Clomid is contraindicated in patients with a known hypersensitivity or allergy to clomiphene citrate or to any of its ingredients.
Clomid should not be administered during pregnancy. Clomid may cause fetal harm in animals (see Animal Fetotoxicity). Although no causative evidence of a deleterious effect of Clomid therapy on the human fetus has been established, there have been reports of birth anomalies which, during clinical studies, occurred at an incidence within the range reported for the general population (see Fetal/Neonatal Anomalies and Mortality; ADVERSE REACTIONS).
To avoid inadvertent Clomid administration during early pregnancy, appropriate tests should be utilized during each treatment cycle to determine whether ovulation occurs and to buy arimidex. The patient should be evaluated carefully to exclude pregnancy, ovarian enlargement, or ovarian cyst formation between each treatment cycle. The next course of Clomid therapy should be delayed until these conditions have been excluded.Fetal/Neonatal Anomalies and Mortality
The following fetal abnormalities have been reported subsequent to pregnancies following ovulation induction therapy with Clomid during clinical trials. Each of the following fetal abnormalities were reported at a rate of <1% (experiences are listed in order of decreasing frequency): Congenital heart lesions, Down syndrome, club foot, congenital gut lesions, hypospadias, microcephaly, harelip and cleft palate, congenital hip, hemangioma, undescended testicles, polydactyly, conjoined twins and teratomatous malformation, patent ductus arteriosus, amaurosis, arteriovenous fistula, inguinal hernia, umbilical hernia, syndactyly, pectus excavatum, myopathy, dermoid cyst of scalp, omphalocele, spina bifida occulta, ichthyosis, and persistent lingual frenulum. Neonatal death and fetal death/stillbirth in infants with birth defects have also been reported at a rate of <1%. The overall incidence of reported birth anomalies from pregnancies associated with maternal Clomid ingestion during clinical studies was within the range of that reported for the general population.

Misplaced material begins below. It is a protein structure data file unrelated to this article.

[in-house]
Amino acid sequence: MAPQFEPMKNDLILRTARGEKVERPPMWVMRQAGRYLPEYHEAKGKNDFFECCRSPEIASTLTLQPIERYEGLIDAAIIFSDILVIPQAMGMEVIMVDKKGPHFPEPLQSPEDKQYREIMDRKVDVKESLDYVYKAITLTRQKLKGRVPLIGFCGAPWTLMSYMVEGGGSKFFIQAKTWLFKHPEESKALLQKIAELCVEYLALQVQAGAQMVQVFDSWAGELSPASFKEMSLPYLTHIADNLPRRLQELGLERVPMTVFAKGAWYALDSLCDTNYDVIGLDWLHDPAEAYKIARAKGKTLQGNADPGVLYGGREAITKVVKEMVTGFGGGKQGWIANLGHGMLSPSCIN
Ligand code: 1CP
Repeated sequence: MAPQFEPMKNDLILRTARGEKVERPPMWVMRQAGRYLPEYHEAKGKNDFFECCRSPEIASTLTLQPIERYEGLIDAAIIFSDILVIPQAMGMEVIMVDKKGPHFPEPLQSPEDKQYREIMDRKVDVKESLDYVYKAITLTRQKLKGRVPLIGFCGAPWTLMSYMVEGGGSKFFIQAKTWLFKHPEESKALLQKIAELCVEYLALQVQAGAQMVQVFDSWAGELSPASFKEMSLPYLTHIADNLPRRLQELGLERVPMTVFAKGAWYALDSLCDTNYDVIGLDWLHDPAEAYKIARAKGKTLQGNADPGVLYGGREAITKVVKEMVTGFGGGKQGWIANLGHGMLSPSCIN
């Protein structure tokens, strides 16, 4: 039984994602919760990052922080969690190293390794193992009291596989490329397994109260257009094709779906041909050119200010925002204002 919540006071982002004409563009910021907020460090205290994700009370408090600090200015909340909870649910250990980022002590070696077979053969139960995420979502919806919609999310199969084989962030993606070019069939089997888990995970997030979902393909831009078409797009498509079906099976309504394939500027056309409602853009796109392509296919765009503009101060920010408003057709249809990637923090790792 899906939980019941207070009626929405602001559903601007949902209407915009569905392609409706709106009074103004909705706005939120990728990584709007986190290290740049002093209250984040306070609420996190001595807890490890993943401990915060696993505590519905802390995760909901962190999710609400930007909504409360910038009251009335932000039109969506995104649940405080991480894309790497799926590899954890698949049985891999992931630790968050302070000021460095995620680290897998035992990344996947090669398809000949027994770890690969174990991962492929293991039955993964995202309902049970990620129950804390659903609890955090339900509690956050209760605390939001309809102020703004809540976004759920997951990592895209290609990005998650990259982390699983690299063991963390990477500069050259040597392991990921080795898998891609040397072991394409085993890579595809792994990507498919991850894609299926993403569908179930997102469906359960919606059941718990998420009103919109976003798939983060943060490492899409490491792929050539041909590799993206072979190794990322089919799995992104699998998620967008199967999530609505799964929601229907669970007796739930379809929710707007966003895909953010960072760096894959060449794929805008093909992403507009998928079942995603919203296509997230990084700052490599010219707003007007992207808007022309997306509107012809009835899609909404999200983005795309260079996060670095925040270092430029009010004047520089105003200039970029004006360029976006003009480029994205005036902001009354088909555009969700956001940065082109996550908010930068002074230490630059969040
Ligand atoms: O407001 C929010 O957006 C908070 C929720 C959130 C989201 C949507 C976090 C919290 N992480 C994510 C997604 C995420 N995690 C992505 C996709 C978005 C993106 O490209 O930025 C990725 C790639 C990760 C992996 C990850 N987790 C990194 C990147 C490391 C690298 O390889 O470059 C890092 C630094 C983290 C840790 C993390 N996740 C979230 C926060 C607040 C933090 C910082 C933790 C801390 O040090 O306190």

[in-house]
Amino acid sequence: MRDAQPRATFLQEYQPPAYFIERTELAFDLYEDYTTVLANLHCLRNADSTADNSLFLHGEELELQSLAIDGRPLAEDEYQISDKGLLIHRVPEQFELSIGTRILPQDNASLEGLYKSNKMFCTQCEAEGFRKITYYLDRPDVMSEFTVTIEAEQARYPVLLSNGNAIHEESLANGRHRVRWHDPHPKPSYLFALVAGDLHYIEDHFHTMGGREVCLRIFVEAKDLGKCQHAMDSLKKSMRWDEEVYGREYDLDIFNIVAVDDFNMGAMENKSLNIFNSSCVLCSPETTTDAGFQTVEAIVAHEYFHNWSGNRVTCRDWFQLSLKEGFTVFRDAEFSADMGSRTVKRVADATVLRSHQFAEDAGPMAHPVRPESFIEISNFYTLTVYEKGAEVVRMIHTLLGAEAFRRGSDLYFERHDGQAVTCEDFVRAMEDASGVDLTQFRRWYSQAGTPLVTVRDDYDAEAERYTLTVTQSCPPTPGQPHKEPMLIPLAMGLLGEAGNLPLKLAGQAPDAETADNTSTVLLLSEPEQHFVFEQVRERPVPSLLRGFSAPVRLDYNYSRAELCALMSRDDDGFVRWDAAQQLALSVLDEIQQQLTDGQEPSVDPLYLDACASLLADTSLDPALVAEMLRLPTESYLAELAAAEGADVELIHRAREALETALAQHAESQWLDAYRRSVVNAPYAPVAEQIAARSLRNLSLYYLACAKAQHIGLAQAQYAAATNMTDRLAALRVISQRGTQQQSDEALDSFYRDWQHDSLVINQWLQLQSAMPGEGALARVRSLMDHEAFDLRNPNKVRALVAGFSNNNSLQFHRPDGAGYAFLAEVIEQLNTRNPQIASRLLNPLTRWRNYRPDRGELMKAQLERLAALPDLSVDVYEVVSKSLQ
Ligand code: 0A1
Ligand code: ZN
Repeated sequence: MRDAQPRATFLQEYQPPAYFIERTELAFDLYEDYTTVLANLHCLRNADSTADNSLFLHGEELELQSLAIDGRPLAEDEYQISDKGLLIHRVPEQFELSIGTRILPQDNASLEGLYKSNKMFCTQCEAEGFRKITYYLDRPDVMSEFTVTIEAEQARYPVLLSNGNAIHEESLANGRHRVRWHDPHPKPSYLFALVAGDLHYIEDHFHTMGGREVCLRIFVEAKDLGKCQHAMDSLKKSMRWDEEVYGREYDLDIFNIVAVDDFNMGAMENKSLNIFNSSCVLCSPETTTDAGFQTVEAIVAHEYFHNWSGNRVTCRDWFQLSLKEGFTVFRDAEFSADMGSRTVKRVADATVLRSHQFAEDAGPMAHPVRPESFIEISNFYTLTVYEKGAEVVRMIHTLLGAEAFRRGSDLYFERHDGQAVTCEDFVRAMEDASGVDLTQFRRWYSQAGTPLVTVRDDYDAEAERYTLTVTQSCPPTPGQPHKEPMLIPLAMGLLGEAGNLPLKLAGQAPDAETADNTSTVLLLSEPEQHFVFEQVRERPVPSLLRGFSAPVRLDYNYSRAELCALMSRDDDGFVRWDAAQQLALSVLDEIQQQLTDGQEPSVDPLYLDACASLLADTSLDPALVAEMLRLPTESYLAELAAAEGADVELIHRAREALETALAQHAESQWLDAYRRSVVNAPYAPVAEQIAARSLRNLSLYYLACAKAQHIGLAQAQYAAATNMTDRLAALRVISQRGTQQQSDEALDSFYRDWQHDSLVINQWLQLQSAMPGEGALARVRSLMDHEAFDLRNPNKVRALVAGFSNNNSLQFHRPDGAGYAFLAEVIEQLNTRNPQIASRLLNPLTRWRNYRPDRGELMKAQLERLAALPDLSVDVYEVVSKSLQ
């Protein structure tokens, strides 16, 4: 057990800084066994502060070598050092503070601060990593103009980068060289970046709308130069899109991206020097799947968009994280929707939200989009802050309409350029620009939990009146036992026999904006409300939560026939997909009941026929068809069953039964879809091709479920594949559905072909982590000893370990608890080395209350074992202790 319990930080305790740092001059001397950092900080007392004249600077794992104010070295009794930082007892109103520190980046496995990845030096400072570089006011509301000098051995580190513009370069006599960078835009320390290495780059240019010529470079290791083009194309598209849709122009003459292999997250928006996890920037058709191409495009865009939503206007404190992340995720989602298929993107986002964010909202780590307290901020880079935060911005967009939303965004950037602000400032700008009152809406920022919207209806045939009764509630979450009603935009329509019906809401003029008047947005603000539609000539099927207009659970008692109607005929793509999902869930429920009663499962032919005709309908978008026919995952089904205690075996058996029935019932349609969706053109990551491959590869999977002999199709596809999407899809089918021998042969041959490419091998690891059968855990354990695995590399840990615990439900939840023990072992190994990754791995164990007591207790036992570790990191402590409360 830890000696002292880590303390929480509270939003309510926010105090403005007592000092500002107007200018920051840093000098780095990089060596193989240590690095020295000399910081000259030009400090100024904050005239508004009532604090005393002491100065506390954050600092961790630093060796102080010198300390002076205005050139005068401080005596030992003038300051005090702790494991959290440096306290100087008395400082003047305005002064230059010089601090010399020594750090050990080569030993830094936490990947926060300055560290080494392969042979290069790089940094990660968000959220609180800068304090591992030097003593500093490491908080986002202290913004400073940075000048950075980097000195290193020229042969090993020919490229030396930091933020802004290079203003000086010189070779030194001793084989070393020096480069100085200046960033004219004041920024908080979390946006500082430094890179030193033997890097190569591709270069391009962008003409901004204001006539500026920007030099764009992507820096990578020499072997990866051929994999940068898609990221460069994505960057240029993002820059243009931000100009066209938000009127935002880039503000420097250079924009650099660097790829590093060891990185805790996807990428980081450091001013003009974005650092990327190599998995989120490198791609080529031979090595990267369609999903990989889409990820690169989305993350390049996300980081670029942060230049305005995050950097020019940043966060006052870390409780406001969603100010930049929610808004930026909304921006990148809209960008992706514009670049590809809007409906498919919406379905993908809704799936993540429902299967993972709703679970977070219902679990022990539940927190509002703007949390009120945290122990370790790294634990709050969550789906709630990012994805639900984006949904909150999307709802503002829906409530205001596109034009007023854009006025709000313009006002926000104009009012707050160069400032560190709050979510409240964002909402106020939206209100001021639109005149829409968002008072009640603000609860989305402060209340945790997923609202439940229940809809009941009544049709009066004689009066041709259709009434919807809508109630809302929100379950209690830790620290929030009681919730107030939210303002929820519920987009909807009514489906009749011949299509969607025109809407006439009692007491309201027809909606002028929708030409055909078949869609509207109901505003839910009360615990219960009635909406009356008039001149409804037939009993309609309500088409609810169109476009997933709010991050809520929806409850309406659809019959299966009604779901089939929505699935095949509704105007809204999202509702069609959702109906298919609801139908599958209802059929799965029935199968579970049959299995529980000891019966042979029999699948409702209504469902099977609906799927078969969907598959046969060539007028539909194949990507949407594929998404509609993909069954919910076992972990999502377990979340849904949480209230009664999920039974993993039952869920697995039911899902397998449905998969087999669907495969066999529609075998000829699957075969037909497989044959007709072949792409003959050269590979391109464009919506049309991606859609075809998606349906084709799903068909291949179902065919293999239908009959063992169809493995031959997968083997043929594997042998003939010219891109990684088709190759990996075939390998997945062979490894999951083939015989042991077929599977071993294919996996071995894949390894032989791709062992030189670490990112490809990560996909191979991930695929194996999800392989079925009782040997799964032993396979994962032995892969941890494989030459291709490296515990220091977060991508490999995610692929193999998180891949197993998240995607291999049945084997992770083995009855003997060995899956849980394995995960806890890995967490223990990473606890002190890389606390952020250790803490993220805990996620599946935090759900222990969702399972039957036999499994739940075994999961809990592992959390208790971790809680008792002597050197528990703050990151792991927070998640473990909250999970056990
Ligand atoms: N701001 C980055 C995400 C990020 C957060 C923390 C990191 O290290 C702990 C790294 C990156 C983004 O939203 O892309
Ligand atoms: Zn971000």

In addition, reports of birth anomalies have been received during postmarketing surveillance of Clomid (see ADVERSE REACTIONS).Animal Fetotoxicity
Oral administration of clomiphene citrate to pregnant rats during organogenesis at doses of 1 to 2 mg/kg/day resulted in hydramnion and weak, edematous fetuses with wavy ribs and other temporary bone changes. Doses of 8 mg/kg/day or more also caused increased resorptions and dead fetuses, dystocia, and delayed parturition, and 40 mg/kg/day resulted in increased maternal mortality. Single doses of 50 mg/kg caused fetal cataracts, while 200 mg/kg caused cleft palate.
Following injection of clomiphene citrate 2 mg/kg to mice and rats during pregnancy, the offspring exhibited metaplastic changes of the reproductive tract. Newborn mice and rats injected during the first few days of life also developed metaplastic changes in uterine and vaginal mucosa, as well as premature vaginal opening and anovulatory ovaries. These findings are similar to the abnormal reproductive behavior and sterility described with other estrogens and antiestrogens buy azithromycin.
In rabbits, some temporary bone alterations were seen in fetuses from dams given oral doses of 20 or 40 mg/kg/day during pregnancy, but not following 8 mg/kg/day. No permanent malformations were observed in those studies. Also, rhesus monkeys given oral doses of 1.5 to 4.5 mg/kg/day for various periods during pregnancy did not have any abnormal offspring or buy metronidazole.Liver Disease Abnormal Uterine Bleeding
Clomid is contraindicated in patients with abnormal uterine bleeding of undetermined origin (see INDICATIONS AND USAGE).Ovarian Cysts Other
Clomid is contraindicated in patients with uncontrolled thyroid or adrenal dysfunction or in the presence of an organic intracranial lesion such as pituitary tumor (see INDICATIONS AND USAGE).